Clinicians in India have teamed up to demonstrate the feasibility of having a physician remotely perform percutaneous coronary intervention (PCI) procedures, reports Medgadget.
Using the CorPath GRX, an FDA cleared cath lab robot that lets physicians stay away from the radiation produced by fluoroscopes, the team from the Apex Heart Institute in Ahmedabad positioned the control mechanism in a building 20 miles away from where the patients were to be treated.
They were then able to perform five separate procedures, including dilation with angioplasty balloons and positioning stents within the treated area. All of the procedures were completed successfully and no complications or adverse events occurred.
It seems like everything went as though there was no significant procedural differences compared with the same treatments performed in proximity.
This capability may allow physicians to serve patients in remote regions while maintaining the freedom to remain closer to home.
Long Distance Tele-Robotic-Assisted Percutaneous Coronary Intervention: A Report of First-in-Human Experience
EClinical Medicine, 3 September 2019
Background: Robotic-assisted percutaneous coronary intervention (R-PCI) has been successfully employed in the United States since 2011. Performing R-PCI from a remote location has never been reported but if feasible would extend availability of treatment to many patients with coronary artery disease (CAD) who would otherwise go without.
Objective: To assess the feasibility of remote tele-R-PCI with the operator 20 miles away from the patients.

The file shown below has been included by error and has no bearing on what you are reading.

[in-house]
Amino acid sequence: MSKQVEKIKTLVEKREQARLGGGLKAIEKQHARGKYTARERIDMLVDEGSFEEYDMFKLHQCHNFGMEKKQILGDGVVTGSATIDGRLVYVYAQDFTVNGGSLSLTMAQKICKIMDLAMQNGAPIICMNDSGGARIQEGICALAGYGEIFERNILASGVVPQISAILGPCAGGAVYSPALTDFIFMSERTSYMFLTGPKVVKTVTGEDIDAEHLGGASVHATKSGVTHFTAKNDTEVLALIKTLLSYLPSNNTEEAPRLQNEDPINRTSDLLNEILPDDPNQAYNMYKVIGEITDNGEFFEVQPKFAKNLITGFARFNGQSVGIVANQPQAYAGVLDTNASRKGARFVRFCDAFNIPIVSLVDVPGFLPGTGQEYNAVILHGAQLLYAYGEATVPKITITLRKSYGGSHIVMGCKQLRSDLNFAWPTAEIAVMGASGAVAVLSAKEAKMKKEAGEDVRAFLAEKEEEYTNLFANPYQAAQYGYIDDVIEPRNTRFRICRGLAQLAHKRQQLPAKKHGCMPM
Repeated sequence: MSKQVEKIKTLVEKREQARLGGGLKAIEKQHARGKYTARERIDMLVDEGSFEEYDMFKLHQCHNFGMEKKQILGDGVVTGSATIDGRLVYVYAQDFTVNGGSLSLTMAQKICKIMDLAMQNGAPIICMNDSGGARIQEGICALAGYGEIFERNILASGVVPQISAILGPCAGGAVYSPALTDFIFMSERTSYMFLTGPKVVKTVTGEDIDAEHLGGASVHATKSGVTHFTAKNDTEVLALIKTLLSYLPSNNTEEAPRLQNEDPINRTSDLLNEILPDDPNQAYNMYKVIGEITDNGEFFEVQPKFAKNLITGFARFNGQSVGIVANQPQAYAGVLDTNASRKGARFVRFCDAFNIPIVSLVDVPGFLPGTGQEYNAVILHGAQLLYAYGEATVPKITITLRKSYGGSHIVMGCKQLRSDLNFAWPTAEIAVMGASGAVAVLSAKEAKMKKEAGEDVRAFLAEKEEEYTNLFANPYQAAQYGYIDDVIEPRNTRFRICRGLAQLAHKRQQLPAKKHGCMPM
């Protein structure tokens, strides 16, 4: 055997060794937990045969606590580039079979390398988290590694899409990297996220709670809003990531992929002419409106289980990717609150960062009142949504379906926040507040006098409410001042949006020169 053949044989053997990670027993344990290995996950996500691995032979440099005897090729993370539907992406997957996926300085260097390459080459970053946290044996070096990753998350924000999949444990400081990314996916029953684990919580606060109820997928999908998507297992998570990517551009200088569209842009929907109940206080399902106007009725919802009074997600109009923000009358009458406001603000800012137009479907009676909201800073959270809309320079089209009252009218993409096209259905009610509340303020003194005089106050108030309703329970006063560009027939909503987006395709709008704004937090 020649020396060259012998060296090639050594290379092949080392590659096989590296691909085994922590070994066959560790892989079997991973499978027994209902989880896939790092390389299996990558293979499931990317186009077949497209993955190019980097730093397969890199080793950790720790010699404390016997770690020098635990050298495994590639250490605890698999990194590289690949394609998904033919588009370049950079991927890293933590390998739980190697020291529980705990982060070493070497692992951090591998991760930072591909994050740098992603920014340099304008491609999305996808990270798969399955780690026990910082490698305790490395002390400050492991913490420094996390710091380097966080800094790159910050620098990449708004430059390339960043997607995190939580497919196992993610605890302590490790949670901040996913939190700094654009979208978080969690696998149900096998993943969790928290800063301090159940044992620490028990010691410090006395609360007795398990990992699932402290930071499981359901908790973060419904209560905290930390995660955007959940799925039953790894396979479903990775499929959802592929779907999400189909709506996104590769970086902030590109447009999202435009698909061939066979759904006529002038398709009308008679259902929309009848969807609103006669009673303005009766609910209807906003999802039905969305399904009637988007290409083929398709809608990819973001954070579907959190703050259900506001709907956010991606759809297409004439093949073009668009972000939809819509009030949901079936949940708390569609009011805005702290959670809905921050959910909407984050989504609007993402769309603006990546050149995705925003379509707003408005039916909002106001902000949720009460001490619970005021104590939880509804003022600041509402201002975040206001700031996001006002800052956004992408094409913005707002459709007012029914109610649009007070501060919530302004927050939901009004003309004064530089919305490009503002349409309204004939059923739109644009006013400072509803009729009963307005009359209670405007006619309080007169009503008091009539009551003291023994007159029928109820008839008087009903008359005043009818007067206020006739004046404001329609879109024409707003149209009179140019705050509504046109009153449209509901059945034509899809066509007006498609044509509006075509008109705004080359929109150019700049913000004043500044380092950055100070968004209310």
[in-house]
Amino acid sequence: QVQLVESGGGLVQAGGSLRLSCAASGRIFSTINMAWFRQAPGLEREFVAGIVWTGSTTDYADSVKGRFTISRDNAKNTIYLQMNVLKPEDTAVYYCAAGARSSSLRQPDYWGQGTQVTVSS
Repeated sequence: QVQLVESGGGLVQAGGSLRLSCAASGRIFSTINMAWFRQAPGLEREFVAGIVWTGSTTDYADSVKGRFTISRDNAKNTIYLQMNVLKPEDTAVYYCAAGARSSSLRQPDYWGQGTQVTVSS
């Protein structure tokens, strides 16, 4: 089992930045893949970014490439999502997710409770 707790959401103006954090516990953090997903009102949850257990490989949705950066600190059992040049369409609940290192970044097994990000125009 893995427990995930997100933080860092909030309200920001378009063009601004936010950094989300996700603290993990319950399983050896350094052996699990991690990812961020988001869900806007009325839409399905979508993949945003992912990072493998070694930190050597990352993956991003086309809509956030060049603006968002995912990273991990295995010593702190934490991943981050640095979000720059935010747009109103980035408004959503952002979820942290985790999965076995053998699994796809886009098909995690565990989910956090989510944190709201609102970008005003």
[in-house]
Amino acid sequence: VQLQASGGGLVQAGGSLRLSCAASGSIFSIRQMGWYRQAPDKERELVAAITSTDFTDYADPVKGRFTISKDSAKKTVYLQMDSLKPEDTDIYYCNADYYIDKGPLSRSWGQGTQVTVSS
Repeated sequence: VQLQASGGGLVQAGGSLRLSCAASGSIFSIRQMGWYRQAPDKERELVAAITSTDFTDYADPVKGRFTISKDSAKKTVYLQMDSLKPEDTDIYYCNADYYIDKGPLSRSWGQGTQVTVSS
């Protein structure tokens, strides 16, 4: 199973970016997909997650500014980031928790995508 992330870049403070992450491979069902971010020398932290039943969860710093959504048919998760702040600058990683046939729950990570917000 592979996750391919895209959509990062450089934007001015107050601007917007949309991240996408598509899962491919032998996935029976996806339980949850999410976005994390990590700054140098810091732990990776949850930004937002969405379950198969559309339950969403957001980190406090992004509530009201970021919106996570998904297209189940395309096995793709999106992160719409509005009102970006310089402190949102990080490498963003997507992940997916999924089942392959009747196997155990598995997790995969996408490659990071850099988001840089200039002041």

Methods: Five patients with single, type A coronary artery lesions treatable by PCI consented to participate. The primary endpoint was procedural success with no major adverse cardiac events (MACE) before discharge.
Procedural success was defined as achieving <10% diametric stenosis of the occluded target vessel utilizing tele-R-PCI balloon angioplasty and stent deployment (CorPath GRX®, Corindus Vascular Robotics, USA) without converting to in-lab manual PCI by an on-site standby team. Procedural, angiographic, and safety data were collected as were questionnaire scores from the remote operator evaluating the robot-network composite, image clarity, and overall confidence in the procedure.
Results: The primary endpoint was achieved in 100% of patients. No procedural complications or adverse events occurred, and all patients were discharged the following day without MACE. The operator scores were favorable with the operators rating the procedure as equivalent to an in-lab procedure.
Conclusions: Performing long distance tele-R-PCI in patients with CAD is feasible with predictably successful outcomes if reliable network connectivity and local cardiac catheterization facilities are available.
Tejas M Patel, Sanjay C Shah and Samir B Pancholy.